In a newly-released video, Carnival Cruise Line president Christine Duffy offered an update on where things stand as the industry approaches the one-year anniversary of the industry-wide shutdown.
A Shift in Focus
In the video, Duffy explained that there had been a shift in focus where the future of cruising is concerned. “As you know, the cruise industry had been working together on new health and safety protocols,” she said. “However, the approval of not one but two vaccines in December began to change the way the pandemic was being managed and how the return to cruising might be shaped.”
She went on to point out that even as millions of Americans are being vaccinated, a third vaccine is on the horizon and the current presidential administration is focused on ramping up production and distribution. “There is a growing sense that many activities, including cruising, will find a safe way to return,” Duffy said.
After confirming that they company had canceled all sailings through May in the United States (and “at least until the end of June” in Australia), the exec said that new dates had been established for eight ships heading into dry dock. As a result, the return of those ships will be delayed until the second half of 2021.
Planning For the Future
“We know how frustrating this situation is for everyone who is part of the extended Carnival family,” she emphasized, making clear that Carnival Corporation — the parent company of Carnival Cruise Line — “continues to be a financially sound company in spite of this extended pause.” Focusing on the positive, she said that they “continue to plan for the future.” To that end, she reminded that their newest ship, Mardi Gras, would be “arriving in the U.S. soon,” although there was no mention of when the ship’s maiden voyage — bumped again by the latest extension of the pause in service — might be slated.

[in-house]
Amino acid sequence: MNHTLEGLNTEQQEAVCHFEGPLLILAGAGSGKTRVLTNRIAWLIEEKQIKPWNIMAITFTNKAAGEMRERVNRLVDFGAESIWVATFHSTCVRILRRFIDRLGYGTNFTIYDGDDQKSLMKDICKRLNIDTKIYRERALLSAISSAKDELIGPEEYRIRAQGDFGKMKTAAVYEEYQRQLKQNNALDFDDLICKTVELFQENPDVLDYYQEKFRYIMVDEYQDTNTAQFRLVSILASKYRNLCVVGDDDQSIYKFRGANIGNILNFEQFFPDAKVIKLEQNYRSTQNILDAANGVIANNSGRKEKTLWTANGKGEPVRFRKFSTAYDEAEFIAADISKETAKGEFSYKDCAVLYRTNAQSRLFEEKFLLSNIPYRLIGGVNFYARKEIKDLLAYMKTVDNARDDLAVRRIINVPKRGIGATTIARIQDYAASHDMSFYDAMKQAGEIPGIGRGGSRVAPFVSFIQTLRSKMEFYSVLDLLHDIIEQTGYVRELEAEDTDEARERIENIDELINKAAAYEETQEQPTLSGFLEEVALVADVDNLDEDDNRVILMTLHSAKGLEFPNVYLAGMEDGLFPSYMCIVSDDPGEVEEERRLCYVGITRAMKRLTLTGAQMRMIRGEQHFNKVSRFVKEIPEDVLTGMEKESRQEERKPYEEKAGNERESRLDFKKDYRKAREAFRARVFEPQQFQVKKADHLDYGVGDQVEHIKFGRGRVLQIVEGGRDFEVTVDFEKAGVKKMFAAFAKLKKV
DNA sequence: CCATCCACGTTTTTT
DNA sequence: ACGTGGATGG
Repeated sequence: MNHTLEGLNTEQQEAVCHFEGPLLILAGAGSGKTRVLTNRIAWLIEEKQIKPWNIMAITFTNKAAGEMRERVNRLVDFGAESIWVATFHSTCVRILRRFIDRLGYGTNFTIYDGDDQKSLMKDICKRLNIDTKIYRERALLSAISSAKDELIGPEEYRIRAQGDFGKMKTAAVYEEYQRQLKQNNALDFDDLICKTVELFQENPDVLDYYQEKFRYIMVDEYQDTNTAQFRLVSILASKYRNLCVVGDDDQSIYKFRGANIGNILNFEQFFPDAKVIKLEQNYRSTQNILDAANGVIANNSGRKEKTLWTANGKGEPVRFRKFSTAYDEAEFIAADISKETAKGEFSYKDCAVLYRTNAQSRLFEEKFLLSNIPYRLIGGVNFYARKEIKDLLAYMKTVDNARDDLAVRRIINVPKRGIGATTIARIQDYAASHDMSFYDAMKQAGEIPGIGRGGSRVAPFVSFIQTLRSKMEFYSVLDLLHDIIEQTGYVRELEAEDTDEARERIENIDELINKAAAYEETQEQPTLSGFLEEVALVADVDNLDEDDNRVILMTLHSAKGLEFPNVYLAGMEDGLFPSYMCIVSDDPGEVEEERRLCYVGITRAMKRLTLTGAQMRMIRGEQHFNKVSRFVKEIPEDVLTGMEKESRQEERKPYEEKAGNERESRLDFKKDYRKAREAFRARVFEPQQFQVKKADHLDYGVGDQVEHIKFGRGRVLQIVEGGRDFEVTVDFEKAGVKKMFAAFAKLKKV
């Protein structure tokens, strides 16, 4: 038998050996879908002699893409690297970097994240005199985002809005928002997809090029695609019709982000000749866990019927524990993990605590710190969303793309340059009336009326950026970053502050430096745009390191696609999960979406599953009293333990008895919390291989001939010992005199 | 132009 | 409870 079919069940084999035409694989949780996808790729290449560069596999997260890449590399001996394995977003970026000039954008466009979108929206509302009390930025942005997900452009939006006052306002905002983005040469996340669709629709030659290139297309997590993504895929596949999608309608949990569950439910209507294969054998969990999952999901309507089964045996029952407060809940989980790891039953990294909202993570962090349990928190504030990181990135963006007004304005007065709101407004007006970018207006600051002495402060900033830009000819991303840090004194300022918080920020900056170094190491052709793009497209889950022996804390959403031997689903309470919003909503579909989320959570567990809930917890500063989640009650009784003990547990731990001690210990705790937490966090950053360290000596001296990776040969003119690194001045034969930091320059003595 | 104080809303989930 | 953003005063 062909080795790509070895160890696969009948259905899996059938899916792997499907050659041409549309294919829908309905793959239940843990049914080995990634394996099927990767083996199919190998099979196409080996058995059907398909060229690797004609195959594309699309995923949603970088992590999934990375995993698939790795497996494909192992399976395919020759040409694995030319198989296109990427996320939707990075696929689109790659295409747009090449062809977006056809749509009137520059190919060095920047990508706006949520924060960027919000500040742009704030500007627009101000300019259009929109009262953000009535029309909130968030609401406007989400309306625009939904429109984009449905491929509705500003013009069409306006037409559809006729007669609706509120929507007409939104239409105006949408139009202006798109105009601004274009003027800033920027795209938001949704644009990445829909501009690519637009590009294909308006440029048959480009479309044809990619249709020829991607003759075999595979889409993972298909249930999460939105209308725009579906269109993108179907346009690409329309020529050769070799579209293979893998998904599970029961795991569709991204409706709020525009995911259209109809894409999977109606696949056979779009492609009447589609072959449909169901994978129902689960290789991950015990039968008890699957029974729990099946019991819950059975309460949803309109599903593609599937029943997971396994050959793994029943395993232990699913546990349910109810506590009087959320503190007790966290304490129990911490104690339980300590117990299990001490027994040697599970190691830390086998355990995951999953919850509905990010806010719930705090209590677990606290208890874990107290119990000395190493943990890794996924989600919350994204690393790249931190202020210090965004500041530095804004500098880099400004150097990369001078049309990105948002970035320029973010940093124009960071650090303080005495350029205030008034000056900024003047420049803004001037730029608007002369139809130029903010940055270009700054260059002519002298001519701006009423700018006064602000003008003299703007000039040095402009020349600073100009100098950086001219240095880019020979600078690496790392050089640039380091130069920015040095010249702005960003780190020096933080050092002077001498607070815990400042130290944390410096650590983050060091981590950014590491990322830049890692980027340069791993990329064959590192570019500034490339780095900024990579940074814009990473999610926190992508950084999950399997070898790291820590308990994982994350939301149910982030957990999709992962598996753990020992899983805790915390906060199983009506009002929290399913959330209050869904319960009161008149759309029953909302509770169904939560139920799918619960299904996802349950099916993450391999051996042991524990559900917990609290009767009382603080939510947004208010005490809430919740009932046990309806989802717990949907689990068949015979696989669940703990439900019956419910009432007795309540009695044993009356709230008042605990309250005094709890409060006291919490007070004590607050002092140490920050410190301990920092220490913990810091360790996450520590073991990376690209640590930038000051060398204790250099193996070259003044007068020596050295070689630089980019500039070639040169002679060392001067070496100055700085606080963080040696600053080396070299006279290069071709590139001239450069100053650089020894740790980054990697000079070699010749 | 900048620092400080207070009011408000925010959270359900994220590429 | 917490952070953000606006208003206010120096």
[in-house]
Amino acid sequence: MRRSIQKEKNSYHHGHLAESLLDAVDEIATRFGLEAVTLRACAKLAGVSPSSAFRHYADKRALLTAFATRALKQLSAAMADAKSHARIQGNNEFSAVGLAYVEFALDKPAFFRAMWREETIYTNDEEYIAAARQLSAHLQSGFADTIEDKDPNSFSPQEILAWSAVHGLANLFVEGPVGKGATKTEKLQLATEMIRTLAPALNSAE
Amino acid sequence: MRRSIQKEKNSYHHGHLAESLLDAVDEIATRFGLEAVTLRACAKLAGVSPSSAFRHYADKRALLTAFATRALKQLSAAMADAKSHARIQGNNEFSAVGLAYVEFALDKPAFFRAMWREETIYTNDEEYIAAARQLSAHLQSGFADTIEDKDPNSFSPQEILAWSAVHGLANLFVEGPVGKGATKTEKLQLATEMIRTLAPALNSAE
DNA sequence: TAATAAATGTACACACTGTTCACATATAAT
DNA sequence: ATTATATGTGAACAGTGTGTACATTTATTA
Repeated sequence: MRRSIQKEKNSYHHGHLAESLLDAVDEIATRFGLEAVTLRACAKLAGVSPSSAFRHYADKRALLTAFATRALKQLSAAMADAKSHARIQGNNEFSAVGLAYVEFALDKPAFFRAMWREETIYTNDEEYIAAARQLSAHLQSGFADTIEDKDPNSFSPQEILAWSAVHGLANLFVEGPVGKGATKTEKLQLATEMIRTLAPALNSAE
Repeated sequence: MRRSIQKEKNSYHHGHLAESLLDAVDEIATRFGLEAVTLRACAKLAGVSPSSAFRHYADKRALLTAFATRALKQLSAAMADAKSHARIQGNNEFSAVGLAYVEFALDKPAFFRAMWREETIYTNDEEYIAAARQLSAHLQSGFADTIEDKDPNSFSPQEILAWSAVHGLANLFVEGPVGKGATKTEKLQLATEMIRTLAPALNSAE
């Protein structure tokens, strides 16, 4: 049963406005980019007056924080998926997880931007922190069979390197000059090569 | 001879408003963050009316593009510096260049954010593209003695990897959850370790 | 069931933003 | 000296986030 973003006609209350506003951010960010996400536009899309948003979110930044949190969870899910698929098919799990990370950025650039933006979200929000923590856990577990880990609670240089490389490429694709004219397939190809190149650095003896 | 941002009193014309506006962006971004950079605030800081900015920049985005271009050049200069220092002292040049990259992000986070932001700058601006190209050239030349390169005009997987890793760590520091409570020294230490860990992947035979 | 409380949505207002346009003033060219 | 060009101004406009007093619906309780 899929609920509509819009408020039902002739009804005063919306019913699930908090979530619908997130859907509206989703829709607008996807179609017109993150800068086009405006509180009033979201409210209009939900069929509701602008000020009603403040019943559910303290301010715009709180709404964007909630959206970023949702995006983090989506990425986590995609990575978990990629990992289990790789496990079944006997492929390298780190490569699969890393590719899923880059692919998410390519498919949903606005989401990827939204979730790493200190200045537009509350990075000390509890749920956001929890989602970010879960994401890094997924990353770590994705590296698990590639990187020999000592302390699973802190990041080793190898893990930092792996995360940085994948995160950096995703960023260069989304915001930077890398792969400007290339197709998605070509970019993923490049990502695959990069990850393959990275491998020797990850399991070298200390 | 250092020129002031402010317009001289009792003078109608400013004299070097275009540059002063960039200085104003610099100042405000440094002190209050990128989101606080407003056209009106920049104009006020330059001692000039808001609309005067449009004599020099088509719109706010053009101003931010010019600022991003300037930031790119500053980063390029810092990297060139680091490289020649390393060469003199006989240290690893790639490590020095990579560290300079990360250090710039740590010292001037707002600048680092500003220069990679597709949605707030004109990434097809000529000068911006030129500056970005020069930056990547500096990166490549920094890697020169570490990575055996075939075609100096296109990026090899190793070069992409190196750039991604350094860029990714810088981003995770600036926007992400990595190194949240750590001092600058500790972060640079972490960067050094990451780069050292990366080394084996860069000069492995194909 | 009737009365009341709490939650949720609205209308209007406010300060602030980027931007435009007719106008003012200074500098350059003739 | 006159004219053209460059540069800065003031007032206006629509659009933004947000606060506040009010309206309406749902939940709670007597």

Also in the works is both Carnival Cruise Line’s new terminal in PortMiami and the ship which will call it home in 2022, Mardi Gras‘ sister, Carnival Celebration.
Elsewhere, Duffy said that 16 of the fleet’s ships remain “in U.S. waters following the CDC requirements so that we will be ready to get back to cruising just as soon as we are able to.”
In closing, Duffy admitted to wishing that she had “more specific information to share… especially a firm start date and what the protocols will be and specifically whether a vaccine will be mandated or required for guests and crew. However, we don’t have those answers at this time.”
Instead, she pledged the company would “continue to keep you informed” and thanked people for their continued support, saying they remained confident about their future. “As we like to say here,” she concluded, “We are Carnival, and we will be back.”
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